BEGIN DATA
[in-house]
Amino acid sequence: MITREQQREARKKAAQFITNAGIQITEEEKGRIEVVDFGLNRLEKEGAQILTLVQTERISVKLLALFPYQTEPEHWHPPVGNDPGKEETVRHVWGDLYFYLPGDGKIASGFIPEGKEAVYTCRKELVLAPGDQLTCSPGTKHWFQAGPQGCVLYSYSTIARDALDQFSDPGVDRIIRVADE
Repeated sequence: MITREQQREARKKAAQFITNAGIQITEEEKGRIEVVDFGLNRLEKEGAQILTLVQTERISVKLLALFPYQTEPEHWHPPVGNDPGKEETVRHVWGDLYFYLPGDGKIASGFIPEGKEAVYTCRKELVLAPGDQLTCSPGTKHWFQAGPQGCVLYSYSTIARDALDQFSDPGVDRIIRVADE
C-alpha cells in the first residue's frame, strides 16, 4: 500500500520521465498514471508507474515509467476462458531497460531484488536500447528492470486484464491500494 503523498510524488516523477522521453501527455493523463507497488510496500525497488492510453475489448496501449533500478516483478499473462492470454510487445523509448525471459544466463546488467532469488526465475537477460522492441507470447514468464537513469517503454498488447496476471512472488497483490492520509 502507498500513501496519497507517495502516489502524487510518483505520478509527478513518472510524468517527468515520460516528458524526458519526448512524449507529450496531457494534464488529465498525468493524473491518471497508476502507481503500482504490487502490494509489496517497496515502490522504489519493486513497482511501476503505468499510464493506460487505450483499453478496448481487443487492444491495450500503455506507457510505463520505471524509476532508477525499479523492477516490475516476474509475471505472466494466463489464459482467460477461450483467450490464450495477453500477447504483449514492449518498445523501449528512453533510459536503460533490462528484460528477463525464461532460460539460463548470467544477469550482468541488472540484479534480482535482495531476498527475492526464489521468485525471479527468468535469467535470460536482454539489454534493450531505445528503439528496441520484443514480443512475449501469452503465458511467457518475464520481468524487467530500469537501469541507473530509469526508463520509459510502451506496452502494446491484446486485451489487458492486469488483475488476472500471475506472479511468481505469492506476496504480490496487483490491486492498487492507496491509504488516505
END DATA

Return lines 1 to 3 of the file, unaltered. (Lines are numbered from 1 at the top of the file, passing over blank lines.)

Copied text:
[in-house]
Amino acid sequence: MITREQQREARKKAAQFITNAGIQITEEEKGRIEVVDFGLNRLEKEGAQILTLVQTERISVKLLALFPYQTEPEHWHPPVGNDPGKEETVRHVWGDLYFYLPGDGKIASGFIPEGKEAVYTCRKELVLAPGDQLTCSPGTKHWFQAGPQGCVLYSYSTIARDALDQFSDPGVDRIIRVADE
Repeated sequence: MITREQQREARKKAAQFITNAGIQITEEEKGRIEVVDFGLNRLEKEGAQILTLVQTERISVKLLALFPYQTEPEHWHPPVGNDPGKEETVRHVWGDLYFYLPGDGKIASGFIPEGKEAVYTCRKELVLAPGDQLTCSPGTKHWFQAGPQGCVLYSYSTIARDALDQFSDPGVDRIIRVADE